He argued that a school like his, which he said leaves nearly half of its graduates debt-free, “is doing a better job for society” than schools that send graduates into public service jobs where loans will be forgiven after 10 years.
But, he added, the U.S. News rankings did not influence the school’s policies. “I categorically reject that proposition,” he said. “We all just have to do a hard job with a certain amount of moral courage.”
At the conference, the big question was: If law schools abandoned the U.S. News rankings en masse, what would replace them as a guide for consumers?
Ms. Gerken, the Yale Law School dean, and other participants suggested that the data gathered by the American Bar Association already provided good information for prospective applicants. The data provided on the bar association website, however, does not allow someone to easily compare one law school with another, and it lacks the emotional punch of number rankings like the one used by U.S. News.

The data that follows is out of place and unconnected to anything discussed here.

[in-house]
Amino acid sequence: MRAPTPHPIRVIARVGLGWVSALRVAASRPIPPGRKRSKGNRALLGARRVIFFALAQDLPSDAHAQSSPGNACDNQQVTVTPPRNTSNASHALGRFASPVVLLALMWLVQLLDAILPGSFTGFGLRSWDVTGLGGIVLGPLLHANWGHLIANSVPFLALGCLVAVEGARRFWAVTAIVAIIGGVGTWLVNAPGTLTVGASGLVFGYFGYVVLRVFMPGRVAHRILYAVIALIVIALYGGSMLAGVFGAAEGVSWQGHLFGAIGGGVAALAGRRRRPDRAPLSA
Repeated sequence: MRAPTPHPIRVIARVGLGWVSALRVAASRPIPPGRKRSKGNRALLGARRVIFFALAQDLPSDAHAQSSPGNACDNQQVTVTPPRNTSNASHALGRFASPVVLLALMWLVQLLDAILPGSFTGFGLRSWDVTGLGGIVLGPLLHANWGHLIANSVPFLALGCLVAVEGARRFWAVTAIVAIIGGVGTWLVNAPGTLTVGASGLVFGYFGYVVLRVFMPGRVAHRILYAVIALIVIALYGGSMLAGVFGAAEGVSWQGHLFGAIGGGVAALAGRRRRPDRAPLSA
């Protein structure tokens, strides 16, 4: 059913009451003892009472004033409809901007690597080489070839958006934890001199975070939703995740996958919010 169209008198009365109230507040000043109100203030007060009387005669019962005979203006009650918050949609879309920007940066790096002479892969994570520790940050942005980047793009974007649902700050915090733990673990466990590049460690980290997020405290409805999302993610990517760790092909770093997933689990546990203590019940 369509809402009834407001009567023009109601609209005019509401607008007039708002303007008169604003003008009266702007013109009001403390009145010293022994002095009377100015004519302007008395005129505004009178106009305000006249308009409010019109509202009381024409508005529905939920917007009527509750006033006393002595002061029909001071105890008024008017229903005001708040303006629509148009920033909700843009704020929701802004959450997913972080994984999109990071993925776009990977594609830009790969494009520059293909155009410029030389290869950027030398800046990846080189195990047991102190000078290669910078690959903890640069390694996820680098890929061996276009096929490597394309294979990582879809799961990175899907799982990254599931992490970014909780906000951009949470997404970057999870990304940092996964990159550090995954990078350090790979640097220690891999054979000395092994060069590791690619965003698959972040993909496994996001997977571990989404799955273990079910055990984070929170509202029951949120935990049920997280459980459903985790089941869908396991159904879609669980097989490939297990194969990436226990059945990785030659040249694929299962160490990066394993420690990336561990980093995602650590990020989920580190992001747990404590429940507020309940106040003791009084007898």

Other data sources that participants suggested, such as Law School Transparency, XploreJD and the Law School Admission Council, are similarly cumbersome.
One of the panelists, Deidré A. Keller, dean and professor of law at Florida Agricultural and Mechanical University, a historically Black university in Tallahassee, said that the rankings’ emphasis on LSAT scores, grade point averages and selectivity was “inherently problematic” for her school. To make selectivity a hallmark of quality, she added, “we would have to be acting against our mission.”
More important, she said, was the support students received from the school to succeed.
“We have a mission to diversify the profession,” she said. At least one panelist, though, warned that a new ranking system might not be the answer. Christopher Norio Avery, who teaches microeconomics and statistics at Harvard’s Kennedy School, said changing the system “has exciting upside possibilities, but may have a range of unintended consequences.”
Alain Delaquérière contributed research.